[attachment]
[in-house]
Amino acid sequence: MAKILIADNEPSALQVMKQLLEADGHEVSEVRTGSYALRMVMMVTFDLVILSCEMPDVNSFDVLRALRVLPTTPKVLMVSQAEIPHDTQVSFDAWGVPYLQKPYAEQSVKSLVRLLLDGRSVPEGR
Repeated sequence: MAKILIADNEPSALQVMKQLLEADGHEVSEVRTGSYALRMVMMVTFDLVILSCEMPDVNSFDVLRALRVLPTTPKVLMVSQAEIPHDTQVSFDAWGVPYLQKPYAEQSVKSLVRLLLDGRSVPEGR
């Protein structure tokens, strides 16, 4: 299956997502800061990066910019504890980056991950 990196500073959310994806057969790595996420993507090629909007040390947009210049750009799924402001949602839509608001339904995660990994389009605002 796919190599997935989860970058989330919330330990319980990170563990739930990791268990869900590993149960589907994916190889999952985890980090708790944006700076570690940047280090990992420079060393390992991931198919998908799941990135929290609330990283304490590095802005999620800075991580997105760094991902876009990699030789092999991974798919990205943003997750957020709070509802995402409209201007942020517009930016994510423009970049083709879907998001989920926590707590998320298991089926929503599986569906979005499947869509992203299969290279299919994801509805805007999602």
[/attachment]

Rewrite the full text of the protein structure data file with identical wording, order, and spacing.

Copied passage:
[in-house]
Amino acid sequence: MAKILIADNEPSALQVMKQLLEADGHEVSEVRTGSYALRMVMMVTFDLVILSCEMPDVNSFDVLRALRVLPTTPKVLMVSQAEIPHDTQVSFDAWGVPYLQKPYAEQSVKSLVRLLLDGRSVPEGR
Repeated sequence: MAKILIADNEPSALQVMKQLLEADGHEVSEVRTGSYALRMVMMVTFDLVILSCEMPDVNSFDVLRALRVLPTTPKVLMVSQAEIPHDTQVSFDAWGVPYLQKPYAEQSVKSLVRLLLDGRSVPEGR
């Protein structure tokens, strides 16, 4: 299956997502800061990066910019504890980056991950 990196500073959310994806057969790595996420993507090629909007040390947009210049750009799924402001949602839509608001339904995660990994389009605002 796919190599997935989860970058989330919330330990319980990170563990739930990791268990869900590993149960589907994916190889999952985890980090708790944006700076570690940047280090990992420079060393390992991931198919998908799941990135929290609330990283304490590095802005999620800075991580997105760094991902876009990699030789092999991974798919990205943003997750957020709070509802995402409209201007942020517009930016994510423009970049083709879907998001989920926590707590998320298991089926929503599986569906979005499947869509992203299969290279299919994801509805805007999602």